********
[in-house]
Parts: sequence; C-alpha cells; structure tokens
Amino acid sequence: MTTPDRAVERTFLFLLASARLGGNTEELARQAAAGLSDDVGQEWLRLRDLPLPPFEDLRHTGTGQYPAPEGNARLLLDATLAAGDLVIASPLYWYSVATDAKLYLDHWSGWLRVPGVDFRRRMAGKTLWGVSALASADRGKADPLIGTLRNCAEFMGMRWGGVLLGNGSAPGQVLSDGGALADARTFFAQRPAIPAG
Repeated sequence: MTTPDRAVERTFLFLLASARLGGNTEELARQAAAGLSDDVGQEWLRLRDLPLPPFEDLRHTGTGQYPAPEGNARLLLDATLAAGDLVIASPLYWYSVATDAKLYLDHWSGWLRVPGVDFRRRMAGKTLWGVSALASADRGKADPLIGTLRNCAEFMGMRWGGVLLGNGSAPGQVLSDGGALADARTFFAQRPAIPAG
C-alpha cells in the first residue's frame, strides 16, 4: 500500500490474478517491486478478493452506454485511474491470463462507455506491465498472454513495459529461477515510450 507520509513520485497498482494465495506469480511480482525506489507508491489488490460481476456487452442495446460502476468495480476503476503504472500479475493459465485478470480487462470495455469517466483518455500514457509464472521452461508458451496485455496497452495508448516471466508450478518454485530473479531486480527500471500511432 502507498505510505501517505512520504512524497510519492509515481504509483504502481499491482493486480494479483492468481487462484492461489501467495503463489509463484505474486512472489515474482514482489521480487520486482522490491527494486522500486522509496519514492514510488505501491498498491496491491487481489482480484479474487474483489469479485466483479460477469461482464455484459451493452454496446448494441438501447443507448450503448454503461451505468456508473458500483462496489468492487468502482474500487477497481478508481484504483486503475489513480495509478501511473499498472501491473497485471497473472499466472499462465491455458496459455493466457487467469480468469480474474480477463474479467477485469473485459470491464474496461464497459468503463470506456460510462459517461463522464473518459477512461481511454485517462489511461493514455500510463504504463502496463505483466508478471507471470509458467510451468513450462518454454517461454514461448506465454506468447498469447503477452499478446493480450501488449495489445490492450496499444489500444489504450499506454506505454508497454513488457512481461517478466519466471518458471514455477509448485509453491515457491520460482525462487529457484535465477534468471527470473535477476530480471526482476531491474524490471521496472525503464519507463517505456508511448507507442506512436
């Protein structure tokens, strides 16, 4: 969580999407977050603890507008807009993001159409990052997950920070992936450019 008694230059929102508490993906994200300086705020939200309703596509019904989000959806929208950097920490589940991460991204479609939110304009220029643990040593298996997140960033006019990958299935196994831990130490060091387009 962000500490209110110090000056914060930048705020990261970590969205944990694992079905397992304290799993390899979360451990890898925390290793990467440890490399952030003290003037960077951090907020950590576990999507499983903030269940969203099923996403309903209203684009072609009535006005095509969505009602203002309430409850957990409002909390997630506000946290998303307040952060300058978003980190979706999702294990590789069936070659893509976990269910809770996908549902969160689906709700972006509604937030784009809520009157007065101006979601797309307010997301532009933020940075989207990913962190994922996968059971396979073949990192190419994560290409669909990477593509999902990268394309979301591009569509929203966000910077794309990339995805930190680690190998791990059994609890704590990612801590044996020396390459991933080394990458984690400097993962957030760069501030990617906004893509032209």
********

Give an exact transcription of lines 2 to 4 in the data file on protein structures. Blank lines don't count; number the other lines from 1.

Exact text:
Parts: sequence; C-alpha cells; structure tokens
Amino acid sequence: MTTPDRAVERTFLFLLASARLGGNTEELARQAAAGLSDDVGQEWLRLRDLPLPPFEDLRHTGTGQYPAPEGNARLLLDATLAAGDLVIASPLYWYSVATDAKLYLDHWSGWLRVPGVDFRRRMAGKTLWGVSALASADRGKADPLIGTLRNCAEFMGMRWGGVLLGNGSAPGQVLSDGGALADARTFFAQRPAIPAG
Repeated sequence: MTTPDRAVERTFLFLLASARLGGNTEELARQAAAGLSDDVGQEWLRLRDLPLPPFEDLRHTGTGQYPAPEGNARLLLDATLAAGDLVIASPLYWYSVATDAKLYLDHWSGWLRVPGVDFRRRMAGKTLWGVSALASADRGKADPLIGTLRNCAEFMGMRWGGVLLGNGSAPGQVLSDGGALADARTFFAQRPAIPAG